Welcome new Writers’ Program instructor Aatif Rashid! Aatif is teaching Setting and Description onsite at UCLA (Reg# 372851) this Spring and sat down with us to offer some insight into creative life and his upcoming course.
What do you rely on for those times it’s difficult to find the time, energy, motivation and/or inspiration to write?
I go to my bookshelf and pick up a book that I haven’t read in a long time but remember liking back in the day—something I fell in love with in college or during my early years of becoming a writer—and reread the first few pages, or in some cases just flip to a random passage and reread the sentences. It helps you remember what good prose is beneath all the distractions that the world can give you, the fundamental beauty of the thing we’re trying to make as writers, and it can help remind of you of the reason you wanted to be a writer in the first place.
What’s your favorite book and/or movie?
My favorites change so frequently that it’s hard to pick, but a novel that’s remained consistently at the top (and maybe this is a boring answer) is F. Scott Fitzgerald’s The Great Gatsby. The subpar movie adaptation has unfortunately made it feel a little cultural passé, but every time I go back to the sentences I’m overwhelmed by how good the book really is—beautiful, haunting prose, a sharp mix of humor and tragedy, and a profound insight into American ideology.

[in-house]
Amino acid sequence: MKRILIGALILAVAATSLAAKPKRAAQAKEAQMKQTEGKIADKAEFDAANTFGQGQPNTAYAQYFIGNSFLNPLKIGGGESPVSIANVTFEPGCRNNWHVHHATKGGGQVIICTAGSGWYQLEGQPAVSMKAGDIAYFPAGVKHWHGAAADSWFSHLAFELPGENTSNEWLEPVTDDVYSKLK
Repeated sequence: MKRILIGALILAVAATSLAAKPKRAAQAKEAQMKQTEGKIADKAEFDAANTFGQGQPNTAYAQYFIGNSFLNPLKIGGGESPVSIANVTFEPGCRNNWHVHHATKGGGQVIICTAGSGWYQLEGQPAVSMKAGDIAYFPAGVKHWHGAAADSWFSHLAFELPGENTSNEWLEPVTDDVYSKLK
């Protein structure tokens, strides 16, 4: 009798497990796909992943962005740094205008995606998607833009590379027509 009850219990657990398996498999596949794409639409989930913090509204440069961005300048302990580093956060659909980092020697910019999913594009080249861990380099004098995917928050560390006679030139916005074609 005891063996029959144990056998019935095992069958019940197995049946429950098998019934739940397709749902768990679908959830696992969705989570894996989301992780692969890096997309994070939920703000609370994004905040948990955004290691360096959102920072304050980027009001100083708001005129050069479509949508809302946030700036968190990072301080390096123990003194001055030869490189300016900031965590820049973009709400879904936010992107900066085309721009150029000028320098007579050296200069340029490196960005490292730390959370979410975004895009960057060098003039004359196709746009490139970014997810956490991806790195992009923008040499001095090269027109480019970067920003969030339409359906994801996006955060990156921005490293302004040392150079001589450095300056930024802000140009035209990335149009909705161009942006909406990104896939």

Who do you wish you could write like (or: Whose writing discipline do you wish you had)?
I wish I could write like Thomas Pynchon. There’s a wild intensity to his sentences that I’ve rarely seen another writer successfully mimic. In an essay, I once described him as having “a unique, swaggering, vaguely off-kilter prose, like someone balancing objects of varying sizes in a great tower and then gleefully watching as it crashes to the floor, in the process somehow managing to be simultaneously manic and lyrical,” and I definitely still stand by that description.
What excites you most about teaching for the Writers’ Program?
I was a student at the Writers’ Program myself—in 2013, I’d just moved to Los Angeles, and I signed up for a bunch of fiction writing and screenwriting classes with a vague but unfocused dream of being a writer. The classes helped anchor me in a community of writers, taught me the fiction writing fundamentals that I didn’t realize I didn’t know, and gave me the skills to publish my first stories and eventually my debut novel. As a fiction writing teacher, I want to help students who have those same kinds of dreams that I did.
What do you hope your students get from your course?
The course I’m teaching is Setting and Description, and so I want students to ultimately understand how essential description and detail really are to a story. When I was a student, I remember feeling like I’d finally reached an epiphany about writing after I understood the way specific detail helps shape a narrative. I want students to therefore realize that setting and description are not elements of writing ancillary to character and plot but actually equally fundamental.
Thank you to Aatif for taking time to share with us. Look for more instructor interviews coming soon!